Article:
Thursday, April 29, 2010

Larder: Building The Big Smoke

Paul: I think a quantity of nice smoked bacon is worth its weight in gold.

Jacob: Agreed. And legitimately smoked cheese - not that liquid smoked junk - is a real treat. Even many boutique dairies and cheesemakers have trouble finding the resources to smoke their own product.

Paul: It was with this spirit that we started our most wing-nut project yet.

Jacob: We were five or six home-brews in, and reminiscing about Norm's Smokehouse, in Haliburton.  We've taken day-trips to his old-school smokeshack whenever we're at the lake.

Paul: You had also done a few smokes last year.

Jacob: Yeah, last year, we did a few bacons, some duck breast, and whole whack of ribs using a rickety gas barbecue on our three square foot balcony. But smoking meat on a barbecue isn't really all that practical.

Paul: With all of our dist-stink-tive projects, we've become pretty used to strange odors floating around the apartment.

Jacob: Yeah, but perhaps smoking meat on a 'balconette' directly connected to our living room was not the best idea.

Paul: But the results were tasty.

Jacob: So, with succulent pork product in mind, and alcohol in blood, we began our foray into the world of smoking.

Paul: After a solid 10 minutes of poor internet research, we decided that we were experts on all things smoke, and started acquiring building materials the next day.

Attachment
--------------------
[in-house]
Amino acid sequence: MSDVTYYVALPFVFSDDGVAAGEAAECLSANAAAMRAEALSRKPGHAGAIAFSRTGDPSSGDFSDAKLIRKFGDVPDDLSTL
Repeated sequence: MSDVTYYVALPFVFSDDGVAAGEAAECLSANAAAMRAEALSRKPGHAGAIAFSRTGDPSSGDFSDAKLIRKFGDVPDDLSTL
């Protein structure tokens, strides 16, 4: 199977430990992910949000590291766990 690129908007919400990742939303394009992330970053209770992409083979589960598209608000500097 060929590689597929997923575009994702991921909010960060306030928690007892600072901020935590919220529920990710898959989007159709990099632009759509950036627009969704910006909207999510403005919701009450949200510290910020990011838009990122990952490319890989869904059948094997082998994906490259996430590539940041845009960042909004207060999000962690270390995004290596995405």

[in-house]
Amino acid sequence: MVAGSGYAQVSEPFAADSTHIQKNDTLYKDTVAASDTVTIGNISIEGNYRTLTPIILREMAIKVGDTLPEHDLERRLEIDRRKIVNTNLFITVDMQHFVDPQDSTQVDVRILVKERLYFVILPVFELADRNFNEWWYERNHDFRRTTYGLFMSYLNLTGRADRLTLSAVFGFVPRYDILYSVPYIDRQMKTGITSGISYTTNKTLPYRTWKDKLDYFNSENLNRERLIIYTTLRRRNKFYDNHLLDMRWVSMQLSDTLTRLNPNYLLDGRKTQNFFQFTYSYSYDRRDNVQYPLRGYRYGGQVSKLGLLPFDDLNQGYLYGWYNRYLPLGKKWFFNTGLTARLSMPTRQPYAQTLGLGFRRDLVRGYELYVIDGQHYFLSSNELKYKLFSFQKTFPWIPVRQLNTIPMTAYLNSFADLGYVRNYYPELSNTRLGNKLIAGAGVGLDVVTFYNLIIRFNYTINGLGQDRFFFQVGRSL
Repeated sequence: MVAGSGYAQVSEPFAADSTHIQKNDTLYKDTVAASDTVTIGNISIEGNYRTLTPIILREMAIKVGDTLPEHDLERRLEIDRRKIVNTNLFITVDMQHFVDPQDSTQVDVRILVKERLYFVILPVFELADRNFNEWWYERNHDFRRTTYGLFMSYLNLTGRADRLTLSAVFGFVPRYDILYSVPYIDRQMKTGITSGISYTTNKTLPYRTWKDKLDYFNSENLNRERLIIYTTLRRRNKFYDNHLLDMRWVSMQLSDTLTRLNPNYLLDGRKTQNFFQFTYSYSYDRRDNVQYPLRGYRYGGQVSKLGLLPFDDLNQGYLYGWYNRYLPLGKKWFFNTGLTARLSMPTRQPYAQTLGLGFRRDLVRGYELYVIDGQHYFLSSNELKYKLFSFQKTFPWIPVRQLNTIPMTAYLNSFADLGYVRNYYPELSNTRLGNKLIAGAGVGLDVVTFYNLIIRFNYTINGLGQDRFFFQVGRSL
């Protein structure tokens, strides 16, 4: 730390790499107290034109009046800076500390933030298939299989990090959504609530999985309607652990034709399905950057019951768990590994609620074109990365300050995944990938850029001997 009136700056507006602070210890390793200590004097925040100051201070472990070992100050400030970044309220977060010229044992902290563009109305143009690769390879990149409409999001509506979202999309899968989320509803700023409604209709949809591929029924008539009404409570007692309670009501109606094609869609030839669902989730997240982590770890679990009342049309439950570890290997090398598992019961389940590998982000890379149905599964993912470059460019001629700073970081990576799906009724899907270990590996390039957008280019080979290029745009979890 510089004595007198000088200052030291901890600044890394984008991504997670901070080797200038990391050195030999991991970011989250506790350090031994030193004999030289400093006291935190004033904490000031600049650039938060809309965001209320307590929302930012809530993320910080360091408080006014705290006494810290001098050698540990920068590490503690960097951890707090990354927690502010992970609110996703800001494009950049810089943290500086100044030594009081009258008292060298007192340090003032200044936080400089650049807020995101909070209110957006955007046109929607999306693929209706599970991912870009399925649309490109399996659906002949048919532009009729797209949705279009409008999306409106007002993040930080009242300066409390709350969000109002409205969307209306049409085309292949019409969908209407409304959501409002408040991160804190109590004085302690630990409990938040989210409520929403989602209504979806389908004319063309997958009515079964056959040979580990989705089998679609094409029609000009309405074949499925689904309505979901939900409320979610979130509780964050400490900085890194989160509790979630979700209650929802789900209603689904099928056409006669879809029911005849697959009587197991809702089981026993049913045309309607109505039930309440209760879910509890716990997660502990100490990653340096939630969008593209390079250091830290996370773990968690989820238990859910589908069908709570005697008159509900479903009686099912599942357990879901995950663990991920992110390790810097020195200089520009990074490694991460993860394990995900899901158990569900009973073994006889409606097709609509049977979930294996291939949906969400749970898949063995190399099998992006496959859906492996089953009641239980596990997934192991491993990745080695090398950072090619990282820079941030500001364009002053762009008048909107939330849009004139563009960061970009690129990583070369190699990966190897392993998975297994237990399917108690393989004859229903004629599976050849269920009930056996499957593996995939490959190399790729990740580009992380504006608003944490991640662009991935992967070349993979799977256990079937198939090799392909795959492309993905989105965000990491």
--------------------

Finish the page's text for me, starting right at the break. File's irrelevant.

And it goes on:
Jacob: You mean, you "borrowed" bricks from a demolished house the next day.

Paul: Yes. Actually, it was pretty funny - Dave and I were walking up and down the street, with batches of bricks across 2x4 planks on our shoulders. One construction guy said, "What, the pharaoh's got you building that damn pyramid again?"

Jacob: Dave's penchant for, "winging it", and "rigging up"  meant that we proceeded without any plans. Not exactly an expedient process...

Paul: Dave's constant assurance of, "it'll all come together" was not always re-assuring.

Jacob: But, it did. And despite our total lack of bricklaying experience and terrible roofing skills, we soon had most of a smoker assembled, ready to lift onto the brick foundation. The thing was about five and a half feet tall, sitting on the deck.

Paul: It looked like a reasonable size, and seemed light enough to pick up.

Jacob: At first. By the time the last shingle was attached, it required four skinny men (and a full case of beer) to move onto it's moorings. And once it was assembled...

Paul: ...It was HUGE. The thing is eight feet tall. We did not anticipate that.

Jacob: Damn right. We started to get a bit nervous - we had told our landlord that we would be assembling a, "small barbecue structure", not a mammoth-sized outhouse. That being said, actually having something material to look at, dreamed up by us, and actually followed-through to completion: very cool.

Paul: Well, that's not to say that it was a complete success. Our first smoke was... touch and go?

Jacob: More go than touch. Perhaps bringing a wooden structure up to 350 degrees fahrenheit was not the best idea?

Paul: That thing was hot. And leaky! Smoke pouring out everywhere. And despite our "expertise", more extensive research would have shown...

Jacob: And by "extensive research," you mean Jenny looking at a Reader's Digest for five minutes?

Paul: Exactly... would have shown that we needed a baffle, a grease catch, and a much smaller source of ignition.

Jacob: In our enthusiasm, we had decided that a 65,000 BTU burner would be sufficient.

Paul: Sufficient for NASA.

Jacob: Right. Anyway - Brick; Wood; Fire. Smoker: Done.

Paul: Well, not really. We still need to fill the holes, deal with the indirect fire-box...

Jacob: DONE.

1 comment:

  1. You boys forgot to mention that during the realization of said smokehouse, we imposed the .25 cent swearing fee. Shingling requires an egregious amount of verbal control.